By Prisca Sam-Duru
Donna Duke, a self-taught mixed media portrait painter based in Lagos, is passionate about the African narrative. Her paintings which primarily involve the interpretation of black portraiture exhibit countless narratives within human existence.
Donna’s works explore mixed-media through the use of acrylic, oil, metal, and 24k gold leaf and resin, a technical style which at times, is combined with a collage of traditional West African fabric on wooden panels.
Professionally, Donna who is the daughter of the former Cross River State Governor, Donald Duke, started her creative activities over a year ago but began drawing and painting at the age of five when she was also involved in other creative activities. She, however, stopped making art when she got to secondary school. According to her, “After I graduated from the University, I just decided to try the hobby again”.
Donna Duke read history which is completely unconnected to art but her raw talent and supportive parents she noted, are responsible for her achievements in the art industry. “I am incredibly lucky. I’ve always had very supportive parents. They’ve supported me more than I’ve supported myself. When I thought about where my creativity could go, they backed me completely and gave me the resources and tours. Their words and encouragement more than anything brought me this far and in such an isolating profession like art; because you work all by yourself with your materials all the time, it’s really nice to know there are people who support what you are doing”.
The artist was at the Noire Exhibition which was one of the few events that rounded up activities in 2020. It was her very first exhibition as an artist but the pieces she displayed were classy and did not present her as a first-timer. “The Noire exhibition was my first outing. By the grace of God, I plan to hold a solo exhibition. The Noire Exhibition was like a dream come true. It was a great opportunity for me to have people see what I’ve been doing. It was daunting actually and I was nervous all through but, I’m happy it turned out well”.
Definitely, no other way to describe her experience at the exhibition other than that it ended beyond her imagining. Donna took to her Instagram page where she has over 4 thousand followers after that experience and wrote; “The last few months have been an overwhelming and exhilarating few, culminating in my first art exhibition last weekend. I am beyond grateful to my family, friends, and everyone who came to support me and the five amazing @thenoireexhibition artists, without whom none of this would have been possible. Thank you to everyone that bought a piece, feeling incredibly blessed to have sold out at my first exhibition”.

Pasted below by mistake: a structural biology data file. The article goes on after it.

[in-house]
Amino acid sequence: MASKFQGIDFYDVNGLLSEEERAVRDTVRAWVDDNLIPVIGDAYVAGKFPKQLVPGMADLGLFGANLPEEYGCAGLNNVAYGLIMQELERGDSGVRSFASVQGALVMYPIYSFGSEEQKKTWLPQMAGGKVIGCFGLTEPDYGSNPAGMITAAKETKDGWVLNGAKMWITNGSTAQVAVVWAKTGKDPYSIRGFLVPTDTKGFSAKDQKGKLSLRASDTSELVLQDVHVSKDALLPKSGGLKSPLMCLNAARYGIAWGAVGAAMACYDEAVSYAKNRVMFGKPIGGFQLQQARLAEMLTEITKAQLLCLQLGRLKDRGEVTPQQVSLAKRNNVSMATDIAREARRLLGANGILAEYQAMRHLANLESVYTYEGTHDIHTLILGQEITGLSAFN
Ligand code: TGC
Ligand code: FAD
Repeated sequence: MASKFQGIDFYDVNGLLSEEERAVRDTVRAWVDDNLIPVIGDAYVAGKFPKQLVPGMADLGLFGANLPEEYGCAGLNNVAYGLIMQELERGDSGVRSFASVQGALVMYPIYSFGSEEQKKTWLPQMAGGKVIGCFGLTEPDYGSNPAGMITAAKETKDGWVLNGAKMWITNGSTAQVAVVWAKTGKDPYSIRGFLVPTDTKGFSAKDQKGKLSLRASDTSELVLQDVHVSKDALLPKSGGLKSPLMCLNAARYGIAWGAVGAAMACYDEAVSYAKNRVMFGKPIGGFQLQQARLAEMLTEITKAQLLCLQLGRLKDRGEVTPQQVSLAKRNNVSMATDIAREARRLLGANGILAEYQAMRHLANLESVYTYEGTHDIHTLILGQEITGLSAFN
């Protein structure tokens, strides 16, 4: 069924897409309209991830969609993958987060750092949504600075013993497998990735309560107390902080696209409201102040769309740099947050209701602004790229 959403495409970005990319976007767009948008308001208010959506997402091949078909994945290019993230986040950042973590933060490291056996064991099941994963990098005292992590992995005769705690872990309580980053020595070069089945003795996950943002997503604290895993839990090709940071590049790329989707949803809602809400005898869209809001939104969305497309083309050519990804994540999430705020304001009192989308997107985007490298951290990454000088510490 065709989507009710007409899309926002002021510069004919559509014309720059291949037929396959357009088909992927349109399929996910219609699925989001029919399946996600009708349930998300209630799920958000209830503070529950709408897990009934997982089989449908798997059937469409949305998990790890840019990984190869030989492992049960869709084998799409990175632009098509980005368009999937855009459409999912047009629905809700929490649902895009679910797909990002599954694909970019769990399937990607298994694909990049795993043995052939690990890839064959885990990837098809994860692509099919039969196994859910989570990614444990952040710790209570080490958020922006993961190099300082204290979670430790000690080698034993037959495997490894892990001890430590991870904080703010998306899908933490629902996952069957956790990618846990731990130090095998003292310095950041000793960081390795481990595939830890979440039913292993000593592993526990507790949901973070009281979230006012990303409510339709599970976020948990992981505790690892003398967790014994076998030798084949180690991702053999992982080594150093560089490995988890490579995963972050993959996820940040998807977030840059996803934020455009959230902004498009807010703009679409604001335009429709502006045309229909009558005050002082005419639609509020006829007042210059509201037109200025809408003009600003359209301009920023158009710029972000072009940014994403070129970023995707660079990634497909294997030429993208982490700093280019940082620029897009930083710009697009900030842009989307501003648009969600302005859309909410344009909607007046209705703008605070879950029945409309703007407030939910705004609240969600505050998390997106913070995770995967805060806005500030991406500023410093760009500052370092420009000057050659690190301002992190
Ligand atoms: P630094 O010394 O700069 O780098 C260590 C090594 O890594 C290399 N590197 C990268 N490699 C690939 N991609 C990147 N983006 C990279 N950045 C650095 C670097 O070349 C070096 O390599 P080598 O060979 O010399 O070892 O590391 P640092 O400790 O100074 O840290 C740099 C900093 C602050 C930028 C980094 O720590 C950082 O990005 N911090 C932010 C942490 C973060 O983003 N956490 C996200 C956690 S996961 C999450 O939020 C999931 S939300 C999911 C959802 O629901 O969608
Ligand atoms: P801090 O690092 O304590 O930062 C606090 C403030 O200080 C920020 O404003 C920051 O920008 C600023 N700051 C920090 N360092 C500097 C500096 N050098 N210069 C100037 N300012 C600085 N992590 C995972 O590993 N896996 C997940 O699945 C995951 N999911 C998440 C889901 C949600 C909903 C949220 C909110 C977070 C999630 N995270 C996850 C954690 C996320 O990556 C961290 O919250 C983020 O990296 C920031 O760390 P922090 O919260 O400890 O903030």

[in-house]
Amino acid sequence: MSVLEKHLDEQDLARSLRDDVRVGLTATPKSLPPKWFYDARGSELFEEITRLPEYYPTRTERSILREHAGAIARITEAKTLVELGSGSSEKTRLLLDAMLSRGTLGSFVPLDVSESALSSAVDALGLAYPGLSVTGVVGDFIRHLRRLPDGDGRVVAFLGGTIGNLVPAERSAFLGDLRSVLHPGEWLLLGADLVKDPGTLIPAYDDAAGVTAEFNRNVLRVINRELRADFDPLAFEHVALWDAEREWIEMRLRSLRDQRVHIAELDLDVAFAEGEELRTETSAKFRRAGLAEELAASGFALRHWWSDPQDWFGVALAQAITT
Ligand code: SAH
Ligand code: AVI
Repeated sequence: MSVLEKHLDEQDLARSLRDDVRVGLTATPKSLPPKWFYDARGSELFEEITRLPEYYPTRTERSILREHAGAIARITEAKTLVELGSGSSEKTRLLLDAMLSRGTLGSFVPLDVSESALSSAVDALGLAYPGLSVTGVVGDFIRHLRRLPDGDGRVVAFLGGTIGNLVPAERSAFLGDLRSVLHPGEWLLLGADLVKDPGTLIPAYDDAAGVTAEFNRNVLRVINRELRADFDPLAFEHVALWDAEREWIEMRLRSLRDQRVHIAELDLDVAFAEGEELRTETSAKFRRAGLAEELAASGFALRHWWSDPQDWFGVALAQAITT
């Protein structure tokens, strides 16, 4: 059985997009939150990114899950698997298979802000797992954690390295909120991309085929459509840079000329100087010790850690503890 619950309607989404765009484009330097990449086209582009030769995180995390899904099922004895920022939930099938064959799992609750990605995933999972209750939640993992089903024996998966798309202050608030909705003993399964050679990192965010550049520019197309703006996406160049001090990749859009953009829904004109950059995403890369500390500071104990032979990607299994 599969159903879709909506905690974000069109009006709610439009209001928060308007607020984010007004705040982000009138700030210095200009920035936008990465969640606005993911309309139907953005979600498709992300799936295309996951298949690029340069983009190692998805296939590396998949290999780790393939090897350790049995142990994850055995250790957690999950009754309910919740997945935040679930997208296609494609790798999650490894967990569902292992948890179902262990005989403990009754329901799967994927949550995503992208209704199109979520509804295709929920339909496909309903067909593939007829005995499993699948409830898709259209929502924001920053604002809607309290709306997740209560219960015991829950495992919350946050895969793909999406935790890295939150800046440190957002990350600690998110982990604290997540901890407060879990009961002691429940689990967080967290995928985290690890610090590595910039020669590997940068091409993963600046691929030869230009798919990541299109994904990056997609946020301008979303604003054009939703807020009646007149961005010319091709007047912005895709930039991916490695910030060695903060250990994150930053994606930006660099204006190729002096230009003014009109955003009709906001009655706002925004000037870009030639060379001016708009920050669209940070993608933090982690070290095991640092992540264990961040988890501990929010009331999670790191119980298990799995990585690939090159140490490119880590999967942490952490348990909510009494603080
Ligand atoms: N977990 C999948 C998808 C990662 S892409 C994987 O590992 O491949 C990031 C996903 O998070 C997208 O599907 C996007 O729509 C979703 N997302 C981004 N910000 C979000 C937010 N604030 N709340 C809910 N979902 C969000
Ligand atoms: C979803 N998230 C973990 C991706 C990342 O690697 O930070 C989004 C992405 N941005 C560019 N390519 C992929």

The works she exhibited in the Noire Exhibition were all produced in 2020 and they took her between two and six months to complete. “I work on multiple pieces at a time so, some works took me two months, others between four and six months”, she explained.
Donna is unapologetically fascinated by African narrative and achieves more by projecting the aspects easily ignored by most Creatives. “I’m very passionate about telling the black experience not necessarily the experience of suffering, or experience of the entire negative price that comes with being black in this world. I tell stories even if it’s mundane things such as love and I want to make sure we are represented and our voices and conversations are part of the topic”.
That was the objective of The Noire exhibition in the first place; encouraging black women to represent themselves better in the creative space.
Asked what her next step after The Noire Exhibition would be, Donna said that “By God’s grace after the Noire exhibition, I want to make sure that everything I create is authentic to me, and how I see the world. I never want to feel as though I’m mass producing something which is a feeling that I’m rushed to produce something. I would really love to keep doing this because I’ve never been passionate about anything else in my life”.
Art means so much for the young artist and has served her so well especially as a perfect means of expression. “Sometimes I find it very difficult to say in words, exactly how I feel about something. So having something that can mean multiple definitions in one image, is priceless because it takes a whole lot off my back and it allows me to express myself in ways I wouldn’t have been able to”, she said.
Ordinarily, one is concerned that young artists may find it difficult letting their voices be heard in a field adorned with grand art masters and other established artists but Donna feels differently. “I think social media has been integral in my growth. Thousands of people see my work on Instagram, and that’s a great opportunity a lot of artists didn’t have before. Social media has changed the scope of the field itself. So, I find it had to say if it’s had to penetrate the art community because I don’t really know what the traditional art scene was. But for me, it’s been quite nice”.
Just like most Creatives, Donna experiences block though hers is in the extreme. She however makes up for the time lost, with the duration of work hour. “I go through artist block a lot so, I try to focus on how I feel before I go to work. I also make sure I have music on. I’m the type of person once I start, I paint for eight hours straight. I guess that’s why I go through extreme blocks”.